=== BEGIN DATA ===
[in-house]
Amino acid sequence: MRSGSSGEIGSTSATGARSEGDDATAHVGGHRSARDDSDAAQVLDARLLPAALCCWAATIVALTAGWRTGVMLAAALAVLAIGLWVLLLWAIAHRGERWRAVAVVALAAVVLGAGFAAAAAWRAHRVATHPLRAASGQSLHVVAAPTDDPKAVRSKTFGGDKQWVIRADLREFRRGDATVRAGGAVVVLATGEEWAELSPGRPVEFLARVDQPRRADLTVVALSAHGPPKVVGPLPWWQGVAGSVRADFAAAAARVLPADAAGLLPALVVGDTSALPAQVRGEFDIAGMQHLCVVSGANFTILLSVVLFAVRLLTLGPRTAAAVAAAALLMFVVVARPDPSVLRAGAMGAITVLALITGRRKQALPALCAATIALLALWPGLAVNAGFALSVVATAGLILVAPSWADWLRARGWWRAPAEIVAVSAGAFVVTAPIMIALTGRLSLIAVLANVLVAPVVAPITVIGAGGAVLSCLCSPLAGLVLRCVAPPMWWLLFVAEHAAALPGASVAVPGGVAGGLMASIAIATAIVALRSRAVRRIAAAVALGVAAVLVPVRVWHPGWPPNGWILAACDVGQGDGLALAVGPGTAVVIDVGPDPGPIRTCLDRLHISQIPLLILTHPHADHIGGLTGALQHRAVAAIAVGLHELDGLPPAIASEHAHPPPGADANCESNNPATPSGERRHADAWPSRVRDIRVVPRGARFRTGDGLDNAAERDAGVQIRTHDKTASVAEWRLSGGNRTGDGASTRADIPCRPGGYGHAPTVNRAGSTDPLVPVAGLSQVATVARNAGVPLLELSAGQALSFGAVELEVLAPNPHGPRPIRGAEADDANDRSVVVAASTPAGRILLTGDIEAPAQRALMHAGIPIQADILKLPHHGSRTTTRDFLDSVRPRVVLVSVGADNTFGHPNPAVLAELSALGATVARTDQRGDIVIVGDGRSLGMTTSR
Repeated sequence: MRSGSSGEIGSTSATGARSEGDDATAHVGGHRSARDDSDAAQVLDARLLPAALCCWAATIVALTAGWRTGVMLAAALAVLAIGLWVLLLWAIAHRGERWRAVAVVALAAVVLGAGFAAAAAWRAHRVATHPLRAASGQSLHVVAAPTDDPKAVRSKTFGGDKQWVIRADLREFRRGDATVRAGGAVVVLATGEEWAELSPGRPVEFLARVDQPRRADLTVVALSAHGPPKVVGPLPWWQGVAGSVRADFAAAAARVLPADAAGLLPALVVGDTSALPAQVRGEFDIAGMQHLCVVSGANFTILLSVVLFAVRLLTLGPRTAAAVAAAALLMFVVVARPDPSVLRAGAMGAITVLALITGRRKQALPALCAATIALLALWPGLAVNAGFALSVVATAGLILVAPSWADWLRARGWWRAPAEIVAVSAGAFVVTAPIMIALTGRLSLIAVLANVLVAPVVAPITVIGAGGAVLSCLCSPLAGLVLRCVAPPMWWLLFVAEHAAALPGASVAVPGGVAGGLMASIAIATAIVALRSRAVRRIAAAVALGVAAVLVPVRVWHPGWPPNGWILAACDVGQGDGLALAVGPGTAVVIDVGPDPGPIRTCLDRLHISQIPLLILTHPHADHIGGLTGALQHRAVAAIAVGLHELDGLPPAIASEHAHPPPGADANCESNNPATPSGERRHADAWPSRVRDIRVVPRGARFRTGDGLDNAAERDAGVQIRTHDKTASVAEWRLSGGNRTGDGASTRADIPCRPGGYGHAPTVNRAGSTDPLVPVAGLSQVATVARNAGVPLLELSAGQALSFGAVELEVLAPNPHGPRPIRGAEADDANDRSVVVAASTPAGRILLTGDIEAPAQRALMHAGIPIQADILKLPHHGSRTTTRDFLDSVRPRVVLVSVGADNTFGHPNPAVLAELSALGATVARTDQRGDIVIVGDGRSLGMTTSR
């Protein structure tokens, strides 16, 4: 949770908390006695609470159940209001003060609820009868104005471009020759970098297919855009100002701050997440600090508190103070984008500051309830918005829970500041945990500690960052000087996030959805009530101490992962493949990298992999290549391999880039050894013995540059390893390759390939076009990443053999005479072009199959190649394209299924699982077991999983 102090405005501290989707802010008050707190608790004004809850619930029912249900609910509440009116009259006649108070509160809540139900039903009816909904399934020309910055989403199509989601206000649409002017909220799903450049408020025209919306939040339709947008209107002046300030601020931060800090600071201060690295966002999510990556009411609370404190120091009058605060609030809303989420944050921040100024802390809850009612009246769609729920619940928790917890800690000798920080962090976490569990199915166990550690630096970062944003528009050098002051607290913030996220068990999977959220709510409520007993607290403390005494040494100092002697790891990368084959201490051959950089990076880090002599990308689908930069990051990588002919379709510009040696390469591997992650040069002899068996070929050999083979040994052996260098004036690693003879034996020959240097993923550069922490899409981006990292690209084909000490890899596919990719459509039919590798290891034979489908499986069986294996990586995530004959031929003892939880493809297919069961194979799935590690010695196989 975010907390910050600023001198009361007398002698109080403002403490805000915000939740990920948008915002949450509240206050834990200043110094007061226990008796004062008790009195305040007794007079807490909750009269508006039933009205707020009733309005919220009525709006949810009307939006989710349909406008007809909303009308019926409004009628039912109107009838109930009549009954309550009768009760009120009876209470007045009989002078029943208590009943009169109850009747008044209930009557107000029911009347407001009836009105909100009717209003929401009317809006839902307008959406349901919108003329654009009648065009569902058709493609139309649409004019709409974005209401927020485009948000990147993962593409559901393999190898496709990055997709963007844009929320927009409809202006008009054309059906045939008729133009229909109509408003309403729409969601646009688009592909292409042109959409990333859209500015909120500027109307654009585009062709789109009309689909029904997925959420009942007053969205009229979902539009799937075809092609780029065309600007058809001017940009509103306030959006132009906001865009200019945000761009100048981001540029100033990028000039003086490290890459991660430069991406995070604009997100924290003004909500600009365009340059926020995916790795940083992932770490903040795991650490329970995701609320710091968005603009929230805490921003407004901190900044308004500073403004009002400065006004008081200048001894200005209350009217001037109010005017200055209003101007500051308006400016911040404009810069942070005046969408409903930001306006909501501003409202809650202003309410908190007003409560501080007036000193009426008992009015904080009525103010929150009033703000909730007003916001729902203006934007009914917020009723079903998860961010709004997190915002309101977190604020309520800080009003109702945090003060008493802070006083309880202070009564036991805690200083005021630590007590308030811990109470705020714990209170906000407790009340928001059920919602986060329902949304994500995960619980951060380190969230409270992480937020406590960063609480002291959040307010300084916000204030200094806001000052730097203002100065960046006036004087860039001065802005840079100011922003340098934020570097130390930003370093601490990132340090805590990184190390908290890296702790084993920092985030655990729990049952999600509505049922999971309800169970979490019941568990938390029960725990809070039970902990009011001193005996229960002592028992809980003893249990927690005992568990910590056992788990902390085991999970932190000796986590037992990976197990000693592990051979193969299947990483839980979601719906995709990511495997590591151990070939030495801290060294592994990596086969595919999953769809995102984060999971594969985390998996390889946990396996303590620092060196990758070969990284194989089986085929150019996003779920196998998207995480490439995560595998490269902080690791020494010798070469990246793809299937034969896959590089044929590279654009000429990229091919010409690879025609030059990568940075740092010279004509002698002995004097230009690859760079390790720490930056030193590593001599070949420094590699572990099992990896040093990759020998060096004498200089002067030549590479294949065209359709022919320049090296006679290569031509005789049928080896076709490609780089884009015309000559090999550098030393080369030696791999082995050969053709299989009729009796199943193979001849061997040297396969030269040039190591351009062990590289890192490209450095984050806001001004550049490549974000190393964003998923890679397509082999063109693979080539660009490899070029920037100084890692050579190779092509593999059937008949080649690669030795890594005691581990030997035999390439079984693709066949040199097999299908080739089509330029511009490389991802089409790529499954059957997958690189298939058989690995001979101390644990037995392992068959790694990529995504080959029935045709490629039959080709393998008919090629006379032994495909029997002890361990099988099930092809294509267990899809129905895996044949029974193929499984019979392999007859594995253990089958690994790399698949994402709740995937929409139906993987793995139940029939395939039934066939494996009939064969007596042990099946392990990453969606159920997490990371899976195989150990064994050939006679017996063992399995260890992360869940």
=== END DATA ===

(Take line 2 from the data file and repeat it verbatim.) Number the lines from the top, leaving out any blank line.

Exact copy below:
Amino acid sequence: MRSGSSGEIGSTSATGARSEGDDATAHVGGHRSARDDSDAAQVLDARLLPAALCCWAATIVALTAGWRTGVMLAAALAVLAIGLWVLLLWAIAHRGERWRAVAVVALAAVVLGAGFAAAAAWRAHRVATHPLRAASGQSLHVVAAPTDDPKAVRSKTFGGDKQWVIRADLREFRRGDATVRAGGAVVVLATGEEWAELSPGRPVEFLARVDQPRRADLTVVALSAHGPPKVVGPLPWWQGVAGSVRADFAAAAARVLPADAAGLLPALVVGDTSALPAQVRGEFDIAGMQHLCVVSGANFTILLSVVLFAVRLLTLGPRTAAAVAAAALLMFVVVARPDPSVLRAGAMGAITVLALITGRRKQALPALCAATIALLALWPGLAVNAGFALSVVATAGLILVAPSWADWLRARGWWRAPAEIVAVSAGAFVVTAPIMIALTGRLSLIAVLANVLVAPVVAPITVIGAGGAVLSCLCSPLAGLVLRCVAPPMWWLLFVAEHAAALPGASVAVPGGVAGGLMASIAIATAIVALRSRAVRRIAAAVALGVAAVLVPVRVWHPGWPPNGWILAACDVGQGDGLALAVGPGTAVVIDVGPDPGPIRTCLDRLHISQIPLLILTHPHADHIGGLTGALQHRAVAAIAVGLHELDGLPPAIASEHAHPPPGADANCESNNPATPSGERRHADAWPSRVRDIRVVPRGARFRTGDGLDNAAERDAGVQIRTHDKTASVAEWRLSGGNRTGDGASTRADIPCRPGGYGHAPTVNRAGSTDPLVPVAGLSQVATVARNAGVPLLELSAGQALSFGAVELEVLAPNPHGPRPIRGAEADDANDRSVVVAASTPAGRILLTGDIEAPAQRALMHAGIPIQADILKLPHHGSRTTTRDFLDSVRPRVVLVSVGADNTFGHPNPAVLAELSALGATVARTDQRGDIVIVGDGRSLGMTTSR